Bell's palsy is a weakness or paralysis of the facial nerve. This nerve controls movement of the muscles of expression on each side of the face. When the nerve is weak or paralyzed, the affected side of the face droops and your child may have trouble closing the eye on that side.
Something causes the nerve to swell or lose the covering that "insulates" the nerve. When this happens, it can no longer transmit impulses to the facial muscles. The muscles become weak or paralyzed and muscle control is lost. Bell's palsy often occurs a few weeks after having a viral infection. Therefore, some doctors think the cause may be related to something the immune system does because of fighting the infection. Other evidence suggests that at least some of the cases of Bell's palsy are caused by an actual viral infection.
The first symptom may be an ache behind the ear on the side of your child’s face that is affected. Then that side of the face will become weak or paralyzed. The paralysis usually starts in the lower part of the face. Other possible symptoms are tearing of the eye, decreased taste, a change in hearing, and not being able to whistle or to chew well. The severity of Bell's palsy can vary from a mild weakness to complete paralysis of the affected side of the face.
Symptoms may develop within a few hours or over a couple of days. The faster the symptoms happen, the more severe the weakness or paralysis is likely to be.
Your child's healthcare provider will ask about the symptoms and examine your child. The provider will need to rule out other possible causes of the paralysis, such as:
Usually an ear, nose, throat, and neurological exam will rule out other possible medical problems. Your child may also have a hearing test or brain scan. Electrical testing on the facial nerve may be done to see how much the nerve is damaged.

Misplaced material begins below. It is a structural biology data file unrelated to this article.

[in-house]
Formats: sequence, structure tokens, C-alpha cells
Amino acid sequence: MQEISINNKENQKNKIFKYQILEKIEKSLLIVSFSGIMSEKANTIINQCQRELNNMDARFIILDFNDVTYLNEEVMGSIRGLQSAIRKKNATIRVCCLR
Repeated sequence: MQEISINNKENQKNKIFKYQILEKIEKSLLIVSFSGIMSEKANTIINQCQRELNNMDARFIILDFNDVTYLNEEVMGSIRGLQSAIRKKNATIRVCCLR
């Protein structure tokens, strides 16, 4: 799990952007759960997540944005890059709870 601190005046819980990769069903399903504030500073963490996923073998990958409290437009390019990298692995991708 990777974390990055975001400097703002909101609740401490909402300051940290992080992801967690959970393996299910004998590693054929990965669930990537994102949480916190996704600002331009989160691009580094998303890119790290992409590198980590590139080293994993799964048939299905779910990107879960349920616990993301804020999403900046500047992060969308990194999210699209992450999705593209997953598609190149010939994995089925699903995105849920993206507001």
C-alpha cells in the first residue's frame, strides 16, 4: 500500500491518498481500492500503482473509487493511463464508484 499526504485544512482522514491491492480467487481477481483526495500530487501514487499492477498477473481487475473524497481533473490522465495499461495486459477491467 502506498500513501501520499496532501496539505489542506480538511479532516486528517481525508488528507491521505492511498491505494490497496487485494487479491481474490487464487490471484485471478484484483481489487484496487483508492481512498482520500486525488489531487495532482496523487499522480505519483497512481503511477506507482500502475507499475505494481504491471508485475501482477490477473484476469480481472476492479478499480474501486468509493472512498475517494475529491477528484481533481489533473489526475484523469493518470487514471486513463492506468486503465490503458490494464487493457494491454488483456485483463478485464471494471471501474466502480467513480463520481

Because the eye on the affected side does not close completely, it's very important to protect it from problems such as dust and drying out. This is done by either patching the eye, using artificial tears (eyedrops), or both.
Steroid medicines have been shown to speed recovery from Bell's palsy. Antiviral medicines may be used along with steroid medicines. The benefit of using antiviral medicines alone is less certain.
Surgery is rarely needed to relieve pressure on the nerve. It is usually done only when the paralysis is severe and nerve tests show poor function.
Recovery from Bell's palsy is variable and sometimes very slow. For many children with mild cases of Bell's palsy, weakness will last between 10 days and 6 weeks. For severe cases, it can take up to 6 months to improve. In about 1 in 10 cases, recovery is never complete.
The degree of weakness is important in predicting if nerve function will return completely or not. Children who have complete paralysis (no movement of the facial muscles at all) are less likely to have full return of muscle movement. Children who have at least some muscle movement can usually expect a complete recovery.
Bell's palsy can occur twice in the same person, but the risk is small.